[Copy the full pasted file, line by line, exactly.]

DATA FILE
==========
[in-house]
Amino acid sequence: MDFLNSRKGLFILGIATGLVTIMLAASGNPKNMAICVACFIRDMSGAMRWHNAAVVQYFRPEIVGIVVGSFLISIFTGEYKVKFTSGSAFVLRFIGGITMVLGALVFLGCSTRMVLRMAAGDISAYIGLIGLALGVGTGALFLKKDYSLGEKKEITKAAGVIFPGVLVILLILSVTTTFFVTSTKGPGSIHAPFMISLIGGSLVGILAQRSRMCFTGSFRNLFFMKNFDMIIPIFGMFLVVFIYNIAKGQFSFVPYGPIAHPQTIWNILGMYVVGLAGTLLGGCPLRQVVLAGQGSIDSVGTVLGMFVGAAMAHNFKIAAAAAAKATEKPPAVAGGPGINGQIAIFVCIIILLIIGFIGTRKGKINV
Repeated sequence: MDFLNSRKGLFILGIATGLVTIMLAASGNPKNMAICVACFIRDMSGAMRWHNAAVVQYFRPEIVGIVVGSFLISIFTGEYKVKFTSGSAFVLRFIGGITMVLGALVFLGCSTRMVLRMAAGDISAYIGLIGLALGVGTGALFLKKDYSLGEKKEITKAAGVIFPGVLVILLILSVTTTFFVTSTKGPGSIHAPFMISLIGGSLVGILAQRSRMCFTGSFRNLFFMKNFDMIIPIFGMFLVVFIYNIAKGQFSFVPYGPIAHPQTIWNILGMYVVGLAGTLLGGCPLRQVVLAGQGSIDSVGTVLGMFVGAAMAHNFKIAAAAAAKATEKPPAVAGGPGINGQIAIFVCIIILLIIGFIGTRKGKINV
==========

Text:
[in-house]
Amino acid sequence: MDFLNSRKGLFILGIATGLVTIMLAASGNPKNMAICVACFIRDMSGAMRWHNAAVVQYFRPEIVGIVVGSFLISIFTGEYKVKFTSGSAFVLRFIGGITMVLGALVFLGCSTRMVLRMAAGDISAYIGLIGLALGVGTGALFLKKDYSLGEKKEITKAAGVIFPGVLVILLILSVTTTFFVTSTKGPGSIHAPFMISLIGGSLVGILAQRSRMCFTGSFRNLFFMKNFDMIIPIFGMFLVVFIYNIAKGQFSFVPYGPIAHPQTIWNILGMYVVGLAGTLLGGCPLRQVVLAGQGSIDSVGTVLGMFVGAAMAHNFKIAAAAAAKATEKPPAVAGGPGINGQIAIFVCIIILLIIGFIGTRKGKINV
Repeated sequence: MDFLNSRKGLFILGIATGLVTIMLAASGNPKNMAICVACFIRDMSGAMRWHNAAVVQYFRPEIVGIVVGSFLISIFTGEYKVKFTSGSAFVLRFIGGITMVLGALVFLGCSTRMVLRMAAGDISAYIGLIGLALGVGTGALFLKKDYSLGEKKEITKAAGVIFPGVLVILLILSVTTTFFVTSTKGPGSIHAPFMISLIGGSLVGILAQRSRMCFTGSFRNLFFMKNFDMIIPIFGMFLVVFIYNIAKGQFSFVPYGPIAHPQTIWNILGMYVVGLAGTLLGGCPLRQVVLAGQGSIDSVGTVLGMFVGAAMAHNFKIAAAAAAKATEKPPAVAGGPGINGQIAIFVCIIILLIIGFIGTRKGKINV